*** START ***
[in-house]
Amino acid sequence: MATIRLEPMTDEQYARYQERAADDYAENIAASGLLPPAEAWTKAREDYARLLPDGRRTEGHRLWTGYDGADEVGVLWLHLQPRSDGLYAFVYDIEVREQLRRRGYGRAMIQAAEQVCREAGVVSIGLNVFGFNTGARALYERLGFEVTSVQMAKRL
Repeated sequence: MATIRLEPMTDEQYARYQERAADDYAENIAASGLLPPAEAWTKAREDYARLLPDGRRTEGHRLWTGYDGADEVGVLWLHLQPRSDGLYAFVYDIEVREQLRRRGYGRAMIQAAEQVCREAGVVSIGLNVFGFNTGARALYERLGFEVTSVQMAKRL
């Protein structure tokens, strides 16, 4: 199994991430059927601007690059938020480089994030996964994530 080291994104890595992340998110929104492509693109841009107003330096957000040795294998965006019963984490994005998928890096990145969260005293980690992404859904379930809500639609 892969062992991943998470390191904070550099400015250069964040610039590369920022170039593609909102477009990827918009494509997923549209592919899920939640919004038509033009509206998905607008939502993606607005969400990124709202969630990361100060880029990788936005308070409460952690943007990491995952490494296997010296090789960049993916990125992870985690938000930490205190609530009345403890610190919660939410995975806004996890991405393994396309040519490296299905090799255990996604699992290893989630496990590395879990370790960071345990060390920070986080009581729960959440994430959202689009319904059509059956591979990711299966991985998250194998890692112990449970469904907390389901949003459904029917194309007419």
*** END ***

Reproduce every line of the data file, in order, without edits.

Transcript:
[in-house]
Amino acid sequence: MATIRLEPMTDEQYARYQERAADDYAENIAASGLLPPAEAWTKAREDYARLLPDGRRTEGHRLWTGYDGADEVGVLWLHLQPRSDGLYAFVYDIEVREQLRRRGYGRAMIQAAEQVCREAGVVSIGLNVFGFNTGARALYERLGFEVTSVQMAKRL
Repeated sequence: MATIRLEPMTDEQYARYQERAADDYAENIAASGLLPPAEAWTKAREDYARLLPDGRRTEGHRLWTGYDGADEVGVLWLHLQPRSDGLYAFVYDIEVREQLRRRGYGRAMIQAAEQVCREAGVVSIGLNVFGFNTGARALYERLGFEVTSVQMAKRL
């Protein structure tokens, strides 16, 4: 199994991430059927601007690059938020480089994030996964994530 080291994104890595992340998110929104492509693109841009107003330096957000040795294998965006019963984490994005998928890096990145969260005293980690992404859904379930809500639609 892969062992991943998470390191904070550099400015250069964040610039590369920022170039593609909102477009990827918009494509997923549209592919899920939640919004038509033009509206998905607008939502993606607005969400990124709202969630990361100060880029990788936005308070409460952690943007990491995952490494296997010296090789960049993916990125992870985690938000930490205190609530009345403890610190919660939410995975806004996890991405393994396309040519490296299905090799255990996604699992290893989630496990590395879990370790960071345990060390920070986080009581729960959440994430959202689009319904059509059956591979990711299966991985998250194998890692112990449970469904907390389901949003459904029917194309007419």